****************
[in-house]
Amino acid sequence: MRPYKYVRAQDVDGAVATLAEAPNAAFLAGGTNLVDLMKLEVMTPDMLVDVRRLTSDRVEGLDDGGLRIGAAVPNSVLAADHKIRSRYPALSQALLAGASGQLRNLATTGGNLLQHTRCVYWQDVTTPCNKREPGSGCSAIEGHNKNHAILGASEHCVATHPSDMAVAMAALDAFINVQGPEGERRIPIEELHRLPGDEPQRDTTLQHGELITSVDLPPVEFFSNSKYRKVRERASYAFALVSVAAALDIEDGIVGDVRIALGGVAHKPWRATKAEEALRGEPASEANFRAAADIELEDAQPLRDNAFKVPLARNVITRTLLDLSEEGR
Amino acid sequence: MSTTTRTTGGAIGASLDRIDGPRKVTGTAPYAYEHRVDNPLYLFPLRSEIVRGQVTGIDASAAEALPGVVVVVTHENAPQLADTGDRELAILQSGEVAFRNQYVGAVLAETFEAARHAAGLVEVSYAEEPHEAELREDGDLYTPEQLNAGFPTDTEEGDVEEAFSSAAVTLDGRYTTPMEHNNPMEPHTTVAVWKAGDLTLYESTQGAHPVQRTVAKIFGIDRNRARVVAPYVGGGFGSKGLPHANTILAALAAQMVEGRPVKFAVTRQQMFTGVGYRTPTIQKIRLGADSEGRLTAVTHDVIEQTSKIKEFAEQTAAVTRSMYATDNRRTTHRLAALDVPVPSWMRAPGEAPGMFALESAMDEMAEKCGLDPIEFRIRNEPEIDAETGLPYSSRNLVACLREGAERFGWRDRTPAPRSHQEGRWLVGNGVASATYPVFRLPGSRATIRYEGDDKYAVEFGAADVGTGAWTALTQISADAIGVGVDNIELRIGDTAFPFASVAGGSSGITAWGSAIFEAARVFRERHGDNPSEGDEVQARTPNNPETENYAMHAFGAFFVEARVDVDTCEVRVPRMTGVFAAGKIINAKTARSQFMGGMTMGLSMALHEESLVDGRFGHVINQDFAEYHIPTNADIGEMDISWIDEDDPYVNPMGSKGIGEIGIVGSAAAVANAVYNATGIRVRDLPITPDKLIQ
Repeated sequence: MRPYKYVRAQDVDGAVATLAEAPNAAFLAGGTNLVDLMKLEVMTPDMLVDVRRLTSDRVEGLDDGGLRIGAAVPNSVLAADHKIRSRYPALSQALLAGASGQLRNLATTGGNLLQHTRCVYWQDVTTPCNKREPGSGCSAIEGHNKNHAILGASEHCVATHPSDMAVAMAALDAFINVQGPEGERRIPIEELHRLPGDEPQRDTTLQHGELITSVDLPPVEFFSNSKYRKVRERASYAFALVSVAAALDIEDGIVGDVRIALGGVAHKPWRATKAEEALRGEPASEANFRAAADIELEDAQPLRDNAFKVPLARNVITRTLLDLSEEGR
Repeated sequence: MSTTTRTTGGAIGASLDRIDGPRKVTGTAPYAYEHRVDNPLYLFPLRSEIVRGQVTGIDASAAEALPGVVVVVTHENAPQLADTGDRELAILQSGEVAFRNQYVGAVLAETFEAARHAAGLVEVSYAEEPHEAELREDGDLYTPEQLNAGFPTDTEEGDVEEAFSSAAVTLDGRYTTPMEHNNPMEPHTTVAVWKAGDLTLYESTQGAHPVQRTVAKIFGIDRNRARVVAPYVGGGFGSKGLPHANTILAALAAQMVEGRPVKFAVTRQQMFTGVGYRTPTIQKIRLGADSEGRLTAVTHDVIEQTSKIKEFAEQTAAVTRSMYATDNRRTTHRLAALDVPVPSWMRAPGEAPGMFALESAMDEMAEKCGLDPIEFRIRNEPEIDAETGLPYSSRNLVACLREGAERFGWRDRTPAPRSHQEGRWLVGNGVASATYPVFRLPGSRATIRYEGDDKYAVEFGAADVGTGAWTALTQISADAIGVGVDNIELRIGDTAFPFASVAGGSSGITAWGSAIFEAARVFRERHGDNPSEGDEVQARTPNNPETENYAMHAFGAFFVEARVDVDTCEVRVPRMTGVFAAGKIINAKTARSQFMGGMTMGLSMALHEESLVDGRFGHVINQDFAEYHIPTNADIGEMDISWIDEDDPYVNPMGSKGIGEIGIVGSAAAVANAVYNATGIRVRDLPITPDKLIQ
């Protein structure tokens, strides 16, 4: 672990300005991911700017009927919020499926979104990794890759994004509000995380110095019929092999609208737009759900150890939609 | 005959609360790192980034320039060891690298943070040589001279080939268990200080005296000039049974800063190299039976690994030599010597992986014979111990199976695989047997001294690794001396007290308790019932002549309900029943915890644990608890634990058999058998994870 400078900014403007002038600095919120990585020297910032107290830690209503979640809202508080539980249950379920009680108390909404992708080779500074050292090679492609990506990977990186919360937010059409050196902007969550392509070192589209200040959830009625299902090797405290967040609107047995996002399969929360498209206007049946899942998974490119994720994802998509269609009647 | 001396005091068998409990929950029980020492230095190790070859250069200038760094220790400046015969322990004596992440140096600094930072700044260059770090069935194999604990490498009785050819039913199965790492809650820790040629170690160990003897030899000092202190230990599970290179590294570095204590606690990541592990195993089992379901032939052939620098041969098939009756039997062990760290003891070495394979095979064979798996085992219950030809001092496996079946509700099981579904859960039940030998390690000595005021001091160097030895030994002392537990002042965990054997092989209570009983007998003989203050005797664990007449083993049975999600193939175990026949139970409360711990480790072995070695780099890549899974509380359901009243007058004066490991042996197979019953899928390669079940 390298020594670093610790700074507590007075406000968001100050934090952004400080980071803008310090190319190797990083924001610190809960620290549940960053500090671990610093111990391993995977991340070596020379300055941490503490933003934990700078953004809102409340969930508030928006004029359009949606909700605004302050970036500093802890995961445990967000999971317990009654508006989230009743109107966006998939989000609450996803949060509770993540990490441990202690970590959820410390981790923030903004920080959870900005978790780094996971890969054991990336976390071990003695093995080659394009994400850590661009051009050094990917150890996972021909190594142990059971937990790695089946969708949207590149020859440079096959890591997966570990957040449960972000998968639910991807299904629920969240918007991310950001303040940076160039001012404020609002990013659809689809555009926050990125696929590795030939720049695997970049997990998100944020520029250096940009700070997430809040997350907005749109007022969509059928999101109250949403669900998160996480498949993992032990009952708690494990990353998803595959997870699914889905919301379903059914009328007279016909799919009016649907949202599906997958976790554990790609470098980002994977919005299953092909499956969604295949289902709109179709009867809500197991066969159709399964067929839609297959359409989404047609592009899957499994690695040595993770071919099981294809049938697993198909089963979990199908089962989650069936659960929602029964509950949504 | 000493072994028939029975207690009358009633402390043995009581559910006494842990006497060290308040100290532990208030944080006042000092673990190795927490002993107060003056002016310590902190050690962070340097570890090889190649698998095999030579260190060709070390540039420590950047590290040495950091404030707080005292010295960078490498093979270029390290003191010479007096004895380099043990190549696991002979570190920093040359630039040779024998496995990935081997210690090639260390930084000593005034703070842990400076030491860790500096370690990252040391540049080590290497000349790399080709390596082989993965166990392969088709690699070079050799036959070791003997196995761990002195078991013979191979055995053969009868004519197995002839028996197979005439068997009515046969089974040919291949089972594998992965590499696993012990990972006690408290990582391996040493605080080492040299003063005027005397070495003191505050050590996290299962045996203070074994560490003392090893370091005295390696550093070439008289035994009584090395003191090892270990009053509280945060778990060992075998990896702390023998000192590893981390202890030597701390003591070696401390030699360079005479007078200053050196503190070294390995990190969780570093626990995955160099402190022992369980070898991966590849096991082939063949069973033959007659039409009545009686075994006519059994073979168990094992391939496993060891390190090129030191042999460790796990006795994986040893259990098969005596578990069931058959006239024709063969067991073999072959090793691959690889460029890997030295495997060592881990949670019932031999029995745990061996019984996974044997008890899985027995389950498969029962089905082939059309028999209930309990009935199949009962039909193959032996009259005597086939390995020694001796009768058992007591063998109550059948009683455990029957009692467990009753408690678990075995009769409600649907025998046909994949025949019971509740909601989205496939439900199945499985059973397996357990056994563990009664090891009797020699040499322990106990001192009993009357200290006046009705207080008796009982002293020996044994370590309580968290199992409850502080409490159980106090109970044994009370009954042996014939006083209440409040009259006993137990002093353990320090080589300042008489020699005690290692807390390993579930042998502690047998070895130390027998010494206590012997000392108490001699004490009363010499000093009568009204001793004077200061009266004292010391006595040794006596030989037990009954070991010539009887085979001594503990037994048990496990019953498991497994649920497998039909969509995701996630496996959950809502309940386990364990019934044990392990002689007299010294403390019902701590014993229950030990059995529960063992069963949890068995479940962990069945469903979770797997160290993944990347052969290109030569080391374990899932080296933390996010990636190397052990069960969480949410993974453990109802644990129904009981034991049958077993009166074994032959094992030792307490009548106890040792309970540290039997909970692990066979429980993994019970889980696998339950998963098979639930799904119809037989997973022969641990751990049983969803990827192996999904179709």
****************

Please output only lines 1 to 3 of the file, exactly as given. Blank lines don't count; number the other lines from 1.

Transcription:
[in-house]
Amino acid sequence: MRPYKYVRAQDVDGAVATLAEAPNAAFLAGGTNLVDLMKLEVMTPDMLVDVRRLTSDRVEGLDDGGLRIGAAVPNSVLAADHKIRSRYPALSQALLAGASGQLRNLATTGGNLLQHTRCVYWQDVTTPCNKREPGSGCSAIEGHNKNHAILGASEHCVATHPSDMAVAMAALDAFINVQGPEGERRIPIEELHRLPGDEPQRDTTLQHGELITSVDLPPVEFFSNSKYRKVRERASYAFALVSVAAALDIEDGIVGDVRIALGGVAHKPWRATKAEEALRGEPASEANFRAAADIELEDAQPLRDNAFKVPLARNVITRTLLDLSEEGR
Amino acid sequence: MSTTTRTTGGAIGASLDRIDGPRKVTGTAPYAYEHRVDNPLYLFPLRSEIVRGQVTGIDASAAEALPGVVVVVTHENAPQLADTGDRELAILQSGEVAFRNQYVGAVLAETFEAARHAAGLVEVSYAEEPHEAELREDGDLYTPEQLNAGFPTDTEEGDVEEAFSSAAVTLDGRYTTPMEHNNPMEPHTTVAVWKAGDLTLYESTQGAHPVQRTVAKIFGIDRNRARVVAPYVGGGFGSKGLPHANTILAALAAQMVEGRPVKFAVTRQQMFTGVGYRTPTIQKIRLGADSEGRLTAVTHDVIEQTSKIKEFAEQTAAVTRSMYATDNRRTTHRLAALDVPVPSWMRAPGEAPGMFALESAMDEMAEKCGLDPIEFRIRNEPEIDAETGLPYSSRNLVACLREGAERFGWRDRTPAPRSHQEGRWLVGNGVASATYPVFRLPGSRATIRYEGDDKYAVEFGAADVGTGAWTALTQISADAIGVGVDNIELRIGDTAFPFASVAGGSSGITAWGSAIFEAARVFRERHGDNPSEGDEVQARTPNNPETENYAMHAFGAFFVEARVDVDTCEVRVPRMTGVFAAGKIINAKTARSQFMGGMTMGLSMALHEESLVDGRFGHVINQDFAEYHIPTNADIGEMDISWIDEDDPYVNPMGSKGIGEIGIVGSAAAVANAVYNATGIRVRDLPITPDKLIQ